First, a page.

Thursday, April 17, 2008

Aother book review

I finished reading Eat, Pray, Love last night. It is a first person account of a woman, who after a nasty divorce and a rebound romance, decides to take one year, spending a third in Italy, a third in India, and a third in Indonesia. The book is written in 180 chapters, echoing the 180 meditation beads, or japa malas she uses daily in her quest for inner peace.

I found it to be a wonderful book that I wanted to savor, just as the author savored the simple Italian foods of Rome. I am a fast reader, by nature, but with this book, I wanted to slow down and take in the words on the page as if they were sustenance...I'm thinking a nice chilled glass of limoncello in a dewy jelly jar. Eating her way through Italy, she also learns more of the the language she finds so beautiful and poetic, just because she loves the sound of it. So, she also revels in the beauty of words and phrases; finding deeper meaning in the word used as people cross a street..."Attraversiamo", meaning, "Let's cross over". A deeper meaning, as the writer is constantly "crossing over" to new places in her life, leaving trying to leave in her wake pain and loss and emptiness.

In India, she lives in a ashram to be close to her spiritual guru and to help herself come to terms with her past pains. She talks about life in the ashram and the others for across the globe who traveled to India to find their inner peace. She also discovers that Higher beings have a sense of humor, for as just when she decided to spend her last few weeks at the ashram, she would do so in total silence (she's an admitted chatterbox), and instead has been given the title of "key hostess", who mediates for the others who have decided that they prefer to be silent. In this turn of events, she finally discovers what she had been looking for...she finds herself "transported to the palm of God's Hand".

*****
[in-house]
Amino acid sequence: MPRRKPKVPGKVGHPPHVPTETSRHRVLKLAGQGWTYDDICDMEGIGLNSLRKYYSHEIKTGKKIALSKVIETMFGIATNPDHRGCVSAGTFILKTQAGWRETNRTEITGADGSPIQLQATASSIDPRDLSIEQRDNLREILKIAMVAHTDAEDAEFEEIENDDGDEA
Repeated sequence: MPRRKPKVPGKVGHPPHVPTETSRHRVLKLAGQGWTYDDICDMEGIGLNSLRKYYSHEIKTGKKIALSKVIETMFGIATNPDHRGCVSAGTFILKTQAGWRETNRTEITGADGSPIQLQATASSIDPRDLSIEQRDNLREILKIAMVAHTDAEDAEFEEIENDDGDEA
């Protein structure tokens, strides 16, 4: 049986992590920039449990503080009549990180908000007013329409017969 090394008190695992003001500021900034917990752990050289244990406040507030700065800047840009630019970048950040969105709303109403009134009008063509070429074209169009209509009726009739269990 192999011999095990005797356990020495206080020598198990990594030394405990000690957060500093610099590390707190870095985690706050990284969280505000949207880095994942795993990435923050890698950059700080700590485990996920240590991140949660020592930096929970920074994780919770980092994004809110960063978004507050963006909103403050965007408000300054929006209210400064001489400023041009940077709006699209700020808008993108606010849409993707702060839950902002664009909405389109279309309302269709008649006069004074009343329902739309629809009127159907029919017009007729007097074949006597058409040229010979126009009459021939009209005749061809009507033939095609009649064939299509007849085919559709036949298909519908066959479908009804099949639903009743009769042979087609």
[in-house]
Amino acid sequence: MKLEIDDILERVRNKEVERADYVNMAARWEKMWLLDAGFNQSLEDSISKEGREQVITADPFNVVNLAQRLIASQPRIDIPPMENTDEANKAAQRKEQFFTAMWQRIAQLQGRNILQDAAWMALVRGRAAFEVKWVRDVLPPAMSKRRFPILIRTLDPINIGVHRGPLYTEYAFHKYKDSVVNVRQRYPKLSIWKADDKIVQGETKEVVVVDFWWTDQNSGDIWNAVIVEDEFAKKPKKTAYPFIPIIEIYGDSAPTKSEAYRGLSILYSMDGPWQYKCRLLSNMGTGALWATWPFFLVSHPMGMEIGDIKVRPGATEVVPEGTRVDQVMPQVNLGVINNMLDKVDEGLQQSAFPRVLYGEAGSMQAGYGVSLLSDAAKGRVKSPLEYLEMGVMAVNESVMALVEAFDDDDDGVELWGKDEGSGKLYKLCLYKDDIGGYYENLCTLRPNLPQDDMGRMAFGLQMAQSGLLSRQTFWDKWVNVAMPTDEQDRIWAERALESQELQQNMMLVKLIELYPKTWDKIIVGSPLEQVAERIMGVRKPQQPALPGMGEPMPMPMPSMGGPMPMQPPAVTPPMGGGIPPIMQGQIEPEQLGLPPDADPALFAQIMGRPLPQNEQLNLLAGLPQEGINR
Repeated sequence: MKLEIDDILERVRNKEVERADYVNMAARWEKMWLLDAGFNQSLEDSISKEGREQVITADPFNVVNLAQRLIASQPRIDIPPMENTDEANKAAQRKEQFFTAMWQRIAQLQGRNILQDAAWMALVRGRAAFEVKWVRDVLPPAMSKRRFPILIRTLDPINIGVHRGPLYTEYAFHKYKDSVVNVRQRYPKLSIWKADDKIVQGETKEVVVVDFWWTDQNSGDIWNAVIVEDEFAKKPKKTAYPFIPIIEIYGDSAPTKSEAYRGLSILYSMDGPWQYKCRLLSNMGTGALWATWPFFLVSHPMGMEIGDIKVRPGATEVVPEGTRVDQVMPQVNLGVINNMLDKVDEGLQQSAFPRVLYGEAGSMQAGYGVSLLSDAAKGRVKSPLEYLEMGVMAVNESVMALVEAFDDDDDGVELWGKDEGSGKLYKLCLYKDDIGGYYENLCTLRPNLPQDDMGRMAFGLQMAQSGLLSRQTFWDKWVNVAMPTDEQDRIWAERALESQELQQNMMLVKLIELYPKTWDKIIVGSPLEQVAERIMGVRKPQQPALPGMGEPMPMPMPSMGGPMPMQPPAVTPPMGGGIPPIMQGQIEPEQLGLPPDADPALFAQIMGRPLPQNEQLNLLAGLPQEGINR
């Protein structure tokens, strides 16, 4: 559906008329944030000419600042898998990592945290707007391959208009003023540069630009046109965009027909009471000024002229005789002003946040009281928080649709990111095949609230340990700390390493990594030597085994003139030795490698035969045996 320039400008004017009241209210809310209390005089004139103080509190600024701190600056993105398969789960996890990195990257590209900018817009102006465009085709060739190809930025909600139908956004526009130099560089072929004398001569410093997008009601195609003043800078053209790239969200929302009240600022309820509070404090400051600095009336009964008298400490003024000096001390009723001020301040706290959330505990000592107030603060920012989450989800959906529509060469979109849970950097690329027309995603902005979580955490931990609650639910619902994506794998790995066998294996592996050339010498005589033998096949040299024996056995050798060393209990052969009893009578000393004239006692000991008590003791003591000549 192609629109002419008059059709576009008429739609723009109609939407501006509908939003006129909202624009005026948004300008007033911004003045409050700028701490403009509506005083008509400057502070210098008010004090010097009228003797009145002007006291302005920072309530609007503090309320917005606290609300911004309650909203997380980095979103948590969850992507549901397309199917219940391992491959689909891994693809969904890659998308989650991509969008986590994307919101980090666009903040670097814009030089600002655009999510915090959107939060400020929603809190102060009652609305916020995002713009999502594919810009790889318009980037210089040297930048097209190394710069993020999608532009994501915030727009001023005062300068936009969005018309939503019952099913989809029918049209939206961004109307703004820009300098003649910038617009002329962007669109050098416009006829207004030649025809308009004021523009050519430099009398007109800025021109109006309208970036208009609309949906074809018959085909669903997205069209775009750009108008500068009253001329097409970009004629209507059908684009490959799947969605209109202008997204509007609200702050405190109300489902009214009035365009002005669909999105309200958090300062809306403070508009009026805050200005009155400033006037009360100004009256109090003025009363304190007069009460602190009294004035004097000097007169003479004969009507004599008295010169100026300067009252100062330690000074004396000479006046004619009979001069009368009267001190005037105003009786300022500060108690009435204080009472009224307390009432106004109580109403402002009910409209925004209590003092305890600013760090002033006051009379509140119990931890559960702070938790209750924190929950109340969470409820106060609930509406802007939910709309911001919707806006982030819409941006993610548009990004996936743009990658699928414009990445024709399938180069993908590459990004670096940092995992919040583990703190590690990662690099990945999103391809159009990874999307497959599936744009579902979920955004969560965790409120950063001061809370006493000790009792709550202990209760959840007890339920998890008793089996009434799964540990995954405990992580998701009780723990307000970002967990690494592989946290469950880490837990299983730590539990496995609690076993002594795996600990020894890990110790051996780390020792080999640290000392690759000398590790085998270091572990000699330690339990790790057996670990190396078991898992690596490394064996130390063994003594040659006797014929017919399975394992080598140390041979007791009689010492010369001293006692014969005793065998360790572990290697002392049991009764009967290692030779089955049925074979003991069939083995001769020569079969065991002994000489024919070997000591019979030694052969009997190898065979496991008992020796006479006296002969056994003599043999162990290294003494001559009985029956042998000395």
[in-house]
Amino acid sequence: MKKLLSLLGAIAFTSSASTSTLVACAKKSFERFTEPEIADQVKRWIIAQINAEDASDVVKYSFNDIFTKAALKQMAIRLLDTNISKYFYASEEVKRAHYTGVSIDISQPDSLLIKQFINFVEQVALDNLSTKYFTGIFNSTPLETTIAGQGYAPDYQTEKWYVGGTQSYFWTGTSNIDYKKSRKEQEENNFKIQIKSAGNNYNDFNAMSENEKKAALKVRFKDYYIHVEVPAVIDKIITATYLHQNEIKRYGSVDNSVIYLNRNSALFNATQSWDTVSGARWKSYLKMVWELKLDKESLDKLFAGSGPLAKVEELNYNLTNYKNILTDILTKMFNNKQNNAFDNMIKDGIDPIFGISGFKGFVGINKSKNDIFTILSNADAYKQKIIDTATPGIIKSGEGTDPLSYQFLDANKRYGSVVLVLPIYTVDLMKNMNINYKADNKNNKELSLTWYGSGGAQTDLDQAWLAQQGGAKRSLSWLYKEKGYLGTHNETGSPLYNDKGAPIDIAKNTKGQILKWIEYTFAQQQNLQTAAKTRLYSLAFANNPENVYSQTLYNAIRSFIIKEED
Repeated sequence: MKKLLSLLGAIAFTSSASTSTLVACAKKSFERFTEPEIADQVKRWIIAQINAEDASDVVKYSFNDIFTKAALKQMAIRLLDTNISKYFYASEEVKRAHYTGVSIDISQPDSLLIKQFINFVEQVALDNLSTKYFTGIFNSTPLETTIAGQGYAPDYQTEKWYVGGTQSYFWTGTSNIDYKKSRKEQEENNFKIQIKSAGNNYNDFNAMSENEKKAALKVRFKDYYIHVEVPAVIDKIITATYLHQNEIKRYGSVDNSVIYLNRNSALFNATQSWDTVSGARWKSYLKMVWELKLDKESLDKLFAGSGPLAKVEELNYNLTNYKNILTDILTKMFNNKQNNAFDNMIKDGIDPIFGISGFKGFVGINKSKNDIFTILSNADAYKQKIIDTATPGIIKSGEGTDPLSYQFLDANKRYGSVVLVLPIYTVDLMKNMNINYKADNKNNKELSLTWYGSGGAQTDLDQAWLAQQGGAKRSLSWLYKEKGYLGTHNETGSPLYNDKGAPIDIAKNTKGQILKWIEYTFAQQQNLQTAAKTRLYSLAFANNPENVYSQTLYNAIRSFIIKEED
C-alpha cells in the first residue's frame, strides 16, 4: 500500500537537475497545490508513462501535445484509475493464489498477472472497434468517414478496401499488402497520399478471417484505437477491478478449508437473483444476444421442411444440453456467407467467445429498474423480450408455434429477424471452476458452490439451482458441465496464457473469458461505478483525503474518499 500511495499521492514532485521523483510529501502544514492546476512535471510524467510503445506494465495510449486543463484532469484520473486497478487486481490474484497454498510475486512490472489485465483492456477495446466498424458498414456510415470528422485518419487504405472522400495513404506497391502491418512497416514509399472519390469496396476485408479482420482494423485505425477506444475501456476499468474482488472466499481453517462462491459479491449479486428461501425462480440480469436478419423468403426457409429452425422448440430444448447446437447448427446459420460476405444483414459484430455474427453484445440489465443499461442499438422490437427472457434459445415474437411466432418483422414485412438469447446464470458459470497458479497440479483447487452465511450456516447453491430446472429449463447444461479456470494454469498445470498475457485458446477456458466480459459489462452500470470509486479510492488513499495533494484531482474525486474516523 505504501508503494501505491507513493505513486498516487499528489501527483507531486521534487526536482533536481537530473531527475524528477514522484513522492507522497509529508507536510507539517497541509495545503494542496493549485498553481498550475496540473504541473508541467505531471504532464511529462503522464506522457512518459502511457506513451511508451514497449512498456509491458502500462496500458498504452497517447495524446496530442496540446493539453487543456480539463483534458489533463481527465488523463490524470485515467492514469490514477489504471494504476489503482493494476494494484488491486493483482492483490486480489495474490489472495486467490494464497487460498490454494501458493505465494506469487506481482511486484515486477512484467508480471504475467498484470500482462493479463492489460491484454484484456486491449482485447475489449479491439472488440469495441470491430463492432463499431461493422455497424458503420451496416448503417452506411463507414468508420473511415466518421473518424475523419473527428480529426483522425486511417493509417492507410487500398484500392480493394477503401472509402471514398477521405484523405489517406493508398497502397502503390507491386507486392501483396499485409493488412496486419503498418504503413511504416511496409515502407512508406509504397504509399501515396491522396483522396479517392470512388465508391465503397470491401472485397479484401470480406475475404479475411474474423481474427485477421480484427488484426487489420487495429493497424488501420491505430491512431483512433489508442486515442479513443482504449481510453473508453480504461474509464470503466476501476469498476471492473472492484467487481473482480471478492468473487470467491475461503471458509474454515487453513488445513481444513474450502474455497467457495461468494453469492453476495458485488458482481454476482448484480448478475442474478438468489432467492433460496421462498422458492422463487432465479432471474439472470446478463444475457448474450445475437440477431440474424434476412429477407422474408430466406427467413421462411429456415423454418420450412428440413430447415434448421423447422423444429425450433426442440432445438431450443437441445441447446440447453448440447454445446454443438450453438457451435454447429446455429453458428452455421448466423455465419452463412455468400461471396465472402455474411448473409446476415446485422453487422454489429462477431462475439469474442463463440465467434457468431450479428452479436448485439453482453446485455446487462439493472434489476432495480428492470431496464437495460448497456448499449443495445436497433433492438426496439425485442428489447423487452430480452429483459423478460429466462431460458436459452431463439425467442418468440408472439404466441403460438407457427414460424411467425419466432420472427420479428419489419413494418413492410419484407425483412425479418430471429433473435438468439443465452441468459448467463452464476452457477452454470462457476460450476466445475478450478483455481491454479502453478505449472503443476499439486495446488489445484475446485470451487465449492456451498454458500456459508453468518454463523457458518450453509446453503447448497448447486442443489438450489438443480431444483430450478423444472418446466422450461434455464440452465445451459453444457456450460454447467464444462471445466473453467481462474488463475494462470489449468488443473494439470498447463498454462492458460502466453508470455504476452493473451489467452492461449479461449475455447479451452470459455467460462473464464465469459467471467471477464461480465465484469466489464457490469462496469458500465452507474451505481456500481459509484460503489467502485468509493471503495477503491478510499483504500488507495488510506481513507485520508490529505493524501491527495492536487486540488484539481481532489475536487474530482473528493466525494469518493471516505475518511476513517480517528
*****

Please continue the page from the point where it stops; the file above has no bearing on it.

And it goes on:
She leaves India for Indonesia. Two years previous, she had been to Bali where she met a Balinese healer who read her palm and told her that she would return to help him learn English. In Indonesia, she learns of the people, befriends a divorced Balinese healing woman and her daughter who are soon to be evicted for their home. Ex-pats who came to find a simpler life, even if that life is to lounge around and drink. A Brazilian man who helps her find her sexual side again after almost a year of celibacy.

It was a journey of her "crossing over", told with humor and honesty, taking common words and phrases and magically transfiguring them into the most profound thoughts.

See, now if I were to write a book on travels with a alliterating bent, it would have to be "Iowa, Illinois, and Indiana"...

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